It was all about markets - property and stock - for investors in the UAE. For many new entrants, they will need to time their buy- and sell-side strategies. Image Credit: Shutterstock

One of the questions most asked these days is the difference between buy- and sell-side.

Brokers, analysts and eve fund managers tout their own investment products, regardless of market conditions. Their conclusion is always on adding to the purchases, and in the process tally up their wins and losses, making decision-making comparable to sports.

This is why most of the commentary regarding real estate and capital markets has to do with past performance. There is no doubt that Dubai and the UAE has had a phenomenal year when it comes to real estate as well as capital markets, setting the stage for further activity.

Seeking the best outcomes

Investing is game of process as much as it is of outcome. And this is where the buy-side distinguishes itself from the sell-side of the industry. The buy-side industry will seldom make investment decisions without having their own money involved.

This necessitates a certain degree of caution that gets built into the decision making, because they will not limit themselves to calculating short-term incremental returns as the sole measure of their investment ability.

They will not participate in fads like NFTs (some fads last longer than others), but rather view investment as a continuum of process that begins with value discovery. There will be long periods where assets remain undervalued. (Japan is a case that springs to mind.)

As well as equally long periods of market mania. Arguably the US equity markets are still in that phase, with real estate already starting to buckle.

These periods end.

With a widening gap between ready and offplan prices, there can be no doubt that mean reversion will kick in.


In the UAE, likewise the buy-side industry will seldom suggest a buy everything approach. The only similarity between business driven investors and athletes is both aspire to achieve excellence. To do so, athletes, like investors, are perpetually interested in gaining knowledge.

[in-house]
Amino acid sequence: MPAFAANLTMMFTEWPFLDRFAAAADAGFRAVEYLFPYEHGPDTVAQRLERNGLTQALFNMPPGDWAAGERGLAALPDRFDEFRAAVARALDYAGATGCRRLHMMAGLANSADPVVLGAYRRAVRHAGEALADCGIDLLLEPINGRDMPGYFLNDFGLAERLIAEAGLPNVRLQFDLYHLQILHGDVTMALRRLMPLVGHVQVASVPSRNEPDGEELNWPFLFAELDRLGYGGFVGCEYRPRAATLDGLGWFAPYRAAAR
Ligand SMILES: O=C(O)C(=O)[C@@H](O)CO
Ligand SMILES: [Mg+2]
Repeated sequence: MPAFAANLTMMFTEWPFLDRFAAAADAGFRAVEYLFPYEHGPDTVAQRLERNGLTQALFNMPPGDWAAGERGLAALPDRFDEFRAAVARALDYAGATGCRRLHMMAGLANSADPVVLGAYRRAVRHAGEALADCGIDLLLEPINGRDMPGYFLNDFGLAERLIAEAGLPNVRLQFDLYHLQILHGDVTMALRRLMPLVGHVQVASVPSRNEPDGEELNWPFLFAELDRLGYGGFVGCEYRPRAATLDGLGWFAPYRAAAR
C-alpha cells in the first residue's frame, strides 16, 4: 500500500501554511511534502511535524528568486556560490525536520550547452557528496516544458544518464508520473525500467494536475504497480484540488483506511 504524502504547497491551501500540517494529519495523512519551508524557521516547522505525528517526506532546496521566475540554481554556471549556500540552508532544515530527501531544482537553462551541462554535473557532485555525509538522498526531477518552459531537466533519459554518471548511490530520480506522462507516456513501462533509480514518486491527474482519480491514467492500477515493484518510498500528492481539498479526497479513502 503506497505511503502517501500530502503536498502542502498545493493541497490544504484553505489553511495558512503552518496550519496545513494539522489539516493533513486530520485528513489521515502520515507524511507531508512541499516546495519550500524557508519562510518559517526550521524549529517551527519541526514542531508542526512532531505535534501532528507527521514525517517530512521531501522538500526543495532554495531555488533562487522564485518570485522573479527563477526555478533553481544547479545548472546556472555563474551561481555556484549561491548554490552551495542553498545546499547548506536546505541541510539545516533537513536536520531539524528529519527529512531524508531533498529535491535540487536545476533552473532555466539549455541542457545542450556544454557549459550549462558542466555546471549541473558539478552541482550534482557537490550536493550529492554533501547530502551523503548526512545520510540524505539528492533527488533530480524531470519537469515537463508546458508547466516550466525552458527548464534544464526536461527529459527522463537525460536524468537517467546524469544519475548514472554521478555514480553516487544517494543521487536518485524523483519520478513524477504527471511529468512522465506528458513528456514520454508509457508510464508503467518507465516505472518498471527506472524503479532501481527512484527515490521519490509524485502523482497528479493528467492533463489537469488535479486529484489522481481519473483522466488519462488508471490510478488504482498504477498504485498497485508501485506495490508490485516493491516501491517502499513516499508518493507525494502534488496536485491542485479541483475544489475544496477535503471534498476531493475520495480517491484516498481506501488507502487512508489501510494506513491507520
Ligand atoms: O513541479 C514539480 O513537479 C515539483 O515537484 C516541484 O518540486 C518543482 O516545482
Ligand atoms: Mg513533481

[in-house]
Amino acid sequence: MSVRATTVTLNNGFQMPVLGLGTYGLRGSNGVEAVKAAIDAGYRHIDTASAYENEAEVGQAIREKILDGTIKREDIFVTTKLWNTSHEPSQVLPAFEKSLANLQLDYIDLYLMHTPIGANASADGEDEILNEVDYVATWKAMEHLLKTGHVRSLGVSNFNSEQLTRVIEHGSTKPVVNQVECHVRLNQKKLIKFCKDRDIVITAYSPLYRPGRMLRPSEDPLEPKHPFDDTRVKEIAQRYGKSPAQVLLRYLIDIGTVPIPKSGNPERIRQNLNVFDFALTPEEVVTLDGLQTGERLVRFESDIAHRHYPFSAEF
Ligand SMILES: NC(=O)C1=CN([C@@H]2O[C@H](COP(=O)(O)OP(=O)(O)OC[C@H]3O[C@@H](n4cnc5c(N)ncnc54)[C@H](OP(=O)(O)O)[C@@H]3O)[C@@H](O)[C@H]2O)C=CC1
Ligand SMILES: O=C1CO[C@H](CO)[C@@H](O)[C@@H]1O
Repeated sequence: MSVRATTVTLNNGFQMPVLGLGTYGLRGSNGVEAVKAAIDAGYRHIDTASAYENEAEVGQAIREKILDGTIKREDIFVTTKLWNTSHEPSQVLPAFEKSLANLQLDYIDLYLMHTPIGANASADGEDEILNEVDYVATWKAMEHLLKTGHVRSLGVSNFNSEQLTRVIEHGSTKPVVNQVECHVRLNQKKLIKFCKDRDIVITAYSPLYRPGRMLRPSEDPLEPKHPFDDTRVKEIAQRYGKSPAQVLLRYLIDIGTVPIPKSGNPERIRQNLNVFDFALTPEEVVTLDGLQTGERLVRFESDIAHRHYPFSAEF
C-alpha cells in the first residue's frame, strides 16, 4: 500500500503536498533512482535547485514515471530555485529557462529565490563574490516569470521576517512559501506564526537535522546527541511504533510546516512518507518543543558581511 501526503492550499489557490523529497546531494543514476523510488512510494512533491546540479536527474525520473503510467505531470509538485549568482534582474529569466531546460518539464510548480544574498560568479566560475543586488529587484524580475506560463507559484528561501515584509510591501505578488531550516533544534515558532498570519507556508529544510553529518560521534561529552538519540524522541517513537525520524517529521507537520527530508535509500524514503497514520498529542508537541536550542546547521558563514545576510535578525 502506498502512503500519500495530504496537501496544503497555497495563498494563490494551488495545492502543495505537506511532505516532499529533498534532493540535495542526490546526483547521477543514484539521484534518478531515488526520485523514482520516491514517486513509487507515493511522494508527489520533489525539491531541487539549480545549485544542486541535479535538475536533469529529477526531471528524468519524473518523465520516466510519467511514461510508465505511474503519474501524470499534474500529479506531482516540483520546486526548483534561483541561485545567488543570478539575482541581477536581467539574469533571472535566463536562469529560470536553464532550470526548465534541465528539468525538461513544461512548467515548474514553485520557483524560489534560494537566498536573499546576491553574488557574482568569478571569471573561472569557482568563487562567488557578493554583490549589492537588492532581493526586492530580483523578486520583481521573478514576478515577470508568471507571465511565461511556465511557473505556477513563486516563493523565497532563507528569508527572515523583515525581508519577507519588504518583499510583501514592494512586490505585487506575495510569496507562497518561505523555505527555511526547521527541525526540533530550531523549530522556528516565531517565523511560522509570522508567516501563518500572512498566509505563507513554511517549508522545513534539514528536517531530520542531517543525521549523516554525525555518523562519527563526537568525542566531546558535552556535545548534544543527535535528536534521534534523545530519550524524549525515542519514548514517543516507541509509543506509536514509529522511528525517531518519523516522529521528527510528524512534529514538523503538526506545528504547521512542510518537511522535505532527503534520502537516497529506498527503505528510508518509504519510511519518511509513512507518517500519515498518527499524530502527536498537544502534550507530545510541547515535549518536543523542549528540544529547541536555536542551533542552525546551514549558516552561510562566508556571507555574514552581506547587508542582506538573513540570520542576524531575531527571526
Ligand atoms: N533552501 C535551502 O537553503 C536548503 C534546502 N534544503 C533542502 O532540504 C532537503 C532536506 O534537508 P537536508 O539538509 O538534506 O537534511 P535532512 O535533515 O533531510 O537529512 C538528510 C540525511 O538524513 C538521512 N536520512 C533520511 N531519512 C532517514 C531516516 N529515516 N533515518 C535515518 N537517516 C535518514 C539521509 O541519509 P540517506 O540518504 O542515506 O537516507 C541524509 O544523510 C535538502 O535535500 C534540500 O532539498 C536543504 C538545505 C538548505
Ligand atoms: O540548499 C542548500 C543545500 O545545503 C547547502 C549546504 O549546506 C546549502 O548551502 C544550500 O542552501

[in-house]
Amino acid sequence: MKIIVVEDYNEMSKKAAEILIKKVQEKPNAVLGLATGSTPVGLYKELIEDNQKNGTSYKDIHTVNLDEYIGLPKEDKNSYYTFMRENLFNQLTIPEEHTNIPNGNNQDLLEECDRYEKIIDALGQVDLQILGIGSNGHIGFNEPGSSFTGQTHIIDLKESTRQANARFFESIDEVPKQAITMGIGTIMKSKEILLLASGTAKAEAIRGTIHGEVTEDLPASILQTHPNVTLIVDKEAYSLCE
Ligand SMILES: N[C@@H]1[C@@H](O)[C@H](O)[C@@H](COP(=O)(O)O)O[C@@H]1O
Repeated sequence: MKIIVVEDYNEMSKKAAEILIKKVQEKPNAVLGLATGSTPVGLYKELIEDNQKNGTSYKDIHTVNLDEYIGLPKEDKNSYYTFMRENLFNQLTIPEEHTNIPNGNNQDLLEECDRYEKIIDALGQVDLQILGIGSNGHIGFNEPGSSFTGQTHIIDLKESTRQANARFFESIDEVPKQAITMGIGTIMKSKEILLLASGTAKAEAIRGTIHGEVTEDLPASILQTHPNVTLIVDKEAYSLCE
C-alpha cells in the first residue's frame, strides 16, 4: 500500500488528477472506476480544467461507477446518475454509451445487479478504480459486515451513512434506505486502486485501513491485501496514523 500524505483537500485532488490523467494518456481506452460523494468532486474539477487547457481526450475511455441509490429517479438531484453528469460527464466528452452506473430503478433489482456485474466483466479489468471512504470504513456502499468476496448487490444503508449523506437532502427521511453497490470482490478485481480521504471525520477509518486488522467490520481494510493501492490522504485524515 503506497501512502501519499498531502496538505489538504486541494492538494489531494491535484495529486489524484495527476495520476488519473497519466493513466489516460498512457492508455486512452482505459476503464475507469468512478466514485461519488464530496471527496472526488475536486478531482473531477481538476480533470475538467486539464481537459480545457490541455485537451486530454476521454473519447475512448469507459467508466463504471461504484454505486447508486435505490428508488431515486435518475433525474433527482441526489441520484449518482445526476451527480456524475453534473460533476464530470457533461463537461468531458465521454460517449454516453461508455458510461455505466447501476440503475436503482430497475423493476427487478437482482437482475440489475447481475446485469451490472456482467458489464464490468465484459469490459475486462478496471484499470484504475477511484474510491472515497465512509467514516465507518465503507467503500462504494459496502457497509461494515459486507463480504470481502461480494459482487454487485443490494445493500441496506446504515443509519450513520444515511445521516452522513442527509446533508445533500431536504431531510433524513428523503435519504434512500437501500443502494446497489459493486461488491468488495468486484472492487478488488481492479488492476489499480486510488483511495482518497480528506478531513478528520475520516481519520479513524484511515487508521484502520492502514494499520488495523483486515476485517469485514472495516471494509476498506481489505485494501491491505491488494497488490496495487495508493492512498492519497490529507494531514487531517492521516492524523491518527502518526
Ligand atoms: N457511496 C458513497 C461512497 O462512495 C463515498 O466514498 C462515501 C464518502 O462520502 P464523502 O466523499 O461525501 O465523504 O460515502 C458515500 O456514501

As we enter 2024, the investment landscape is markedly different. From the introduction of the UAE corporate tax, to a continuation of IPO activity, and an influx of real estate projects, there is a time to take stock and reflect on the dynamics at play.

Getting crowded in luxury

In real estate, there can be little doubt that there appears to be a crowded field, especially in the luxury segment. With inflation still tilted probabilistically to the upside, there has to be a focus on where value opportunities are.

With a widening gap between ready and offplan prices (a near doubling in certain areas such as JVC and Arjan), there can be no doubt that mean reversion will kick in.

In the capital markets, with the rush to go public, the retail investor has already voted with his money given the record levels of oversubscription, such as for Dubai Taxi and PureHealth.

If anything, levels of oversubscription have increased as more investors jumped on board. However, even as corporate activity picks up, not all businesses will end up being winners.

Just as every real estate developer claims that its project offers the best value for money, so do companies rushing to go public. True value will only be determined in areas where the barriers to entry are high and/or the managerial excellence is inbuilt into the DNA of the company that defines corporate longevity by way of competitive advantage.

Timing is all

In real estate as well as in capital markets, that yardsticks helped investors well post-Covid. They would be wise to not forget that in 2024 as Joseph Schumpeter’s ‘perennial gate of creative destruction’ accelerates.

There can be no arguing that the UAE offers compelling value relative to most markets in the world. That is not to say that every investment will be the right one. Investment is a process is recognizing that there is no such thing as buy at any price, or for that matter buying for ‘flipping’ or short-term gains.

The challenge is to get the right asset (real estate or stock) at the right price. After that, compound interest kicks in. No broker or analyst will ever prescribe that.

In the final analysis, the small investor is the ultimate ‘buy side’. That is the proverbial lesson of 2024.